From Cold War to Communion: A Psalm for Ukraine

As briefly stated in my previous post, the present situation in Ukraine has deeply affected me in unanticipated ways, and through some increasingly clearly God-ordered circumstances.

My generation, as others before, grew up with constant talk of the Soviet threat. It permeated our pop culture, from less than subtle representation in even our cartoon bad guys to overt mentions by artists like Sting, whose 1985 release has been on replay in my head for days. As children, we were convinced of a common enemy. Yet by high school, we were enthralled with news of change happening on the other side of the world surrounding the fall of the Iron Curtain. We were ready for new exchanges of ideas and culture. Ready to be friends. Ready for peace. Among other artifacts, I even had the t-shirt to prove it. "мир и дружба," it read. "Peace and friendship."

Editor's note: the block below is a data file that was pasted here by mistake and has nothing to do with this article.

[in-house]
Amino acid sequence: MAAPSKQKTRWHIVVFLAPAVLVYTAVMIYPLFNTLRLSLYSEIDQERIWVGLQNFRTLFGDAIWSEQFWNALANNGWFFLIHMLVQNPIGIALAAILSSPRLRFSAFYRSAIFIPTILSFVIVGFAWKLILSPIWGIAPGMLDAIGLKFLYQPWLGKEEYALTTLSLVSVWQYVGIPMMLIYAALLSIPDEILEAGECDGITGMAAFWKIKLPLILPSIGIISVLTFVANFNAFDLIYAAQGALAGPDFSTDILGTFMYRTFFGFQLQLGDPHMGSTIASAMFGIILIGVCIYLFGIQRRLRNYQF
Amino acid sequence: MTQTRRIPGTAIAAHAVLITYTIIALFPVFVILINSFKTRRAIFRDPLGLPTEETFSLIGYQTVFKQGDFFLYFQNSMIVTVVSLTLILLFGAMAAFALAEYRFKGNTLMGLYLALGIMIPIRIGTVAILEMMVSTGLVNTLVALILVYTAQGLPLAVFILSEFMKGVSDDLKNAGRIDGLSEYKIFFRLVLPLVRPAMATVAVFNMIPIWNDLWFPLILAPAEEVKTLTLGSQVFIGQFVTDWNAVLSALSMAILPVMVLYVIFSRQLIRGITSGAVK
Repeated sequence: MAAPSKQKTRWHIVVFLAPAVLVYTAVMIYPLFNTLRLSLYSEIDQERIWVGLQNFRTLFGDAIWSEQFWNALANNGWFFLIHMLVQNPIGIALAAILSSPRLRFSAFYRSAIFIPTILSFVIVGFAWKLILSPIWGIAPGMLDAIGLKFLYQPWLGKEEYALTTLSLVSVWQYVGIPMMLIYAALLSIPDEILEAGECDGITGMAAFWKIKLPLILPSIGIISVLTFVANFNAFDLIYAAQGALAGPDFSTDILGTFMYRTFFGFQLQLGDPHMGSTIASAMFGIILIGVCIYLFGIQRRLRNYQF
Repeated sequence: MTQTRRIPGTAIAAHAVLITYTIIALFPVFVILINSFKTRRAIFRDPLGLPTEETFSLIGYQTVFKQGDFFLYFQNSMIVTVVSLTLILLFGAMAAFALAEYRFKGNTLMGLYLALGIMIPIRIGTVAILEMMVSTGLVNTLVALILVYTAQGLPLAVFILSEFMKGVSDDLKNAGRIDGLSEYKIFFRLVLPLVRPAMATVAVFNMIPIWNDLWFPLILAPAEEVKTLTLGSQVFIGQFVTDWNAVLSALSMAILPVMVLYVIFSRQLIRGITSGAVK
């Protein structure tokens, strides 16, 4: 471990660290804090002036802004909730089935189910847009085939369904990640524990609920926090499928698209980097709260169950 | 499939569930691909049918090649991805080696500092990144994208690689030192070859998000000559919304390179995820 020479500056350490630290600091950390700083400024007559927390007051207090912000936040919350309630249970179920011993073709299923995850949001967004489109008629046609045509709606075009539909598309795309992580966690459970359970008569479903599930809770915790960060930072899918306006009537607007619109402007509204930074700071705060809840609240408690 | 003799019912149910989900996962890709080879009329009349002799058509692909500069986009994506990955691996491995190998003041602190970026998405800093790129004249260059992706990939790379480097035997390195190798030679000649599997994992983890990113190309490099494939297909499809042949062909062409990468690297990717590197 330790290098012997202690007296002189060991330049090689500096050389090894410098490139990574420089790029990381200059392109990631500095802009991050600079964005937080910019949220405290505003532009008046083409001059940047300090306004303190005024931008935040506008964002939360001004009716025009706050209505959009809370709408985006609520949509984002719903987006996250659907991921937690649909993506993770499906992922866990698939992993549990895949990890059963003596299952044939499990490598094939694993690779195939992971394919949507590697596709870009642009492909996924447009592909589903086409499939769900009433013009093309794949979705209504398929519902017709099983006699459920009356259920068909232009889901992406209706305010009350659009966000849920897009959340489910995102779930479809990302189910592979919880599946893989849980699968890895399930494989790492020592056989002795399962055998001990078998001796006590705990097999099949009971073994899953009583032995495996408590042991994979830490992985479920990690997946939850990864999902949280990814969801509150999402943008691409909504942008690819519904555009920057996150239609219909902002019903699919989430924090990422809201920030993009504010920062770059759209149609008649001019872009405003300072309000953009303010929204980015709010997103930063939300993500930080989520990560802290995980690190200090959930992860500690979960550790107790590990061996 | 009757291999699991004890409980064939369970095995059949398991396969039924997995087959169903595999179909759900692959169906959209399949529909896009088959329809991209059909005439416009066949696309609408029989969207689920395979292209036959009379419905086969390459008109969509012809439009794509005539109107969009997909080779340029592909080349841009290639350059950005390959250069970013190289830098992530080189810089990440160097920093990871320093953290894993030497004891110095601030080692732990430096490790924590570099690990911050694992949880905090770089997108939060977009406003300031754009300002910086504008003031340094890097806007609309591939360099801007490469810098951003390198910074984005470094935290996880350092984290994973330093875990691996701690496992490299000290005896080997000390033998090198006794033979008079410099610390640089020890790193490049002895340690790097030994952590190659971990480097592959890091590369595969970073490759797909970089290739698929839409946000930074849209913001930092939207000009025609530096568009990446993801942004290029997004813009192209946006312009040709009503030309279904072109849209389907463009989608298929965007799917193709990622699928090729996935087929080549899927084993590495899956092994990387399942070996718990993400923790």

At that point, I had little to no direct connection to that part of the world. It would also be some years before I truly believed in Christ. So I could have never imagined the Lord might be using those youthful concerns and more as a precursor for things much later to come. I am the last person who then would have expected the privilege of working in ministry for now nearing 20 years. Nor could I have anticipated the last several serving alongside one Ukrainian born, getting to exchange stories of what it was like growing up in a parallel time, getting to share uniquely cultural concepts and celebrations, getting to know family and friends who once lived or still serve there. Suddenly, the дружба was real.